Tomato Bisque

Another one of my husband’s all-time favorite foods is tomato bisque.  Seems easy enough, right?  As he explained, “Just mix some tomato paste and water together and add some sugar” — Not quite.  I also wanted something that wasn’t just a marinara sauce that we were calling “soup.”  And we found it.  The addition of sherry to this soup gives it an edge and the perfect amount sweetness.  This soup is full of flavor, simple and pairs perfectly with a toasty grilled cheese or homemade croutons.

I know I should be starting the new year off with a light and healthy recipe – but this soup is too good not to share.  If you have one ladle… with a salad… it’s not that bad for you.  After all, isn’t it all about moderation?  Happy New Year!

INGREDIENTS

  • 1 medium white or yellow onion, finely chopped
  • 6 tbsp salted butter
  • 2 – 14.5 oz. cans petite diced tomatoes
  • 1 – 46 oz. can/bottle plain tomato juice
  • 3 tbsp sugar
  • 2 chicken bouillon cubes
  • 1 cup sherry
  • 1 1/2 cups heavy cream
  • 1 tsp salt
  • Fresh ground black pepper, to taste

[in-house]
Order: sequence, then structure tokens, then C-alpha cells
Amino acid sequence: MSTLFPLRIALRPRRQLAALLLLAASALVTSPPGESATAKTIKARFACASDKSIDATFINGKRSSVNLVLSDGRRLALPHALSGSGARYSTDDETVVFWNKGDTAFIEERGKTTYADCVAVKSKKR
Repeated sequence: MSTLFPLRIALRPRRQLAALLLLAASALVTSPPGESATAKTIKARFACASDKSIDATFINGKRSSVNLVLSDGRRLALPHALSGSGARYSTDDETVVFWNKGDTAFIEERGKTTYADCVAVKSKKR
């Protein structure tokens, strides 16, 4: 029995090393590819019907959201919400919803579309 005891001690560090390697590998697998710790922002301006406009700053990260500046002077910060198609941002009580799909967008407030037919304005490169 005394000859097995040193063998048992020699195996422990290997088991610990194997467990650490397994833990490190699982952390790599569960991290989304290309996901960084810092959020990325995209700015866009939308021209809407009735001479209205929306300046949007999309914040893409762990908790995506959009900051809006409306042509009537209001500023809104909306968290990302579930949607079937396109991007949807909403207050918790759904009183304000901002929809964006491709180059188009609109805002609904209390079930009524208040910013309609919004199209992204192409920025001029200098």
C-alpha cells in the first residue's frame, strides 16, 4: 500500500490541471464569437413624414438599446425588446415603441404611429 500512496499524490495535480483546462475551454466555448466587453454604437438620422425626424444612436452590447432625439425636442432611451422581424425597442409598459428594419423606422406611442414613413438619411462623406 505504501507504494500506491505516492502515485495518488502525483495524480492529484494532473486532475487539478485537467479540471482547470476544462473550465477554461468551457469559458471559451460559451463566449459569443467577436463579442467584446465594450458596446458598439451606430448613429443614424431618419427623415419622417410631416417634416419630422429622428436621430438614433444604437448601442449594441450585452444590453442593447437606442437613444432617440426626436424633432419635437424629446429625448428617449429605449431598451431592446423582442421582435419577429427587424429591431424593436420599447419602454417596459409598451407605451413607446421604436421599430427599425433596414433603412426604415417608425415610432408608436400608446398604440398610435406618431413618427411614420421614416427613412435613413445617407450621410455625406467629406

• 1/4 cup fresh basil, chopped
  • 1/4 cup fresh parsley, chopped

HOW TO MAKE IT

  • Start off by chopping the onions and melting the butter in a large pot or dutch oven – sauté the onions until they’re translucent
  • Next, add in the diced tomatoes and stir and then the tomato juice and stir to combine
  • Add in the sugar and salt – stir to combine
  • Next toss in the bouillon cubes and stir
  • Turn up the heat and let it go until the soup is almost boiling, then turn it down to low
  • Add in the sherry and cream and stir to combine
  • Lastly, toss in the basil and parsley and add in the fresh ground pepper
  • At this point, if you like your soup a little “chunky” leave it as is.  I preferred to use an immersion blender to get a really smooth and slightly thickened soup (if you don’t have one of those you could also use your food processor or blender to puree the soup; just make sure you wait until it has cooled down – DON’T ever do it while it’s hot!)
  • Most importantly, once you think you’re done, taste the soup!  If the seasonings need to be adjusted make sure you do that until it tastes just right.  I always find that after I let it “sit” for awhile off the heat I can really gauge the flavor.

Source: Recipe adapted from Ree Drummond

   

Leave a Comment

You must be logged in to post a comment.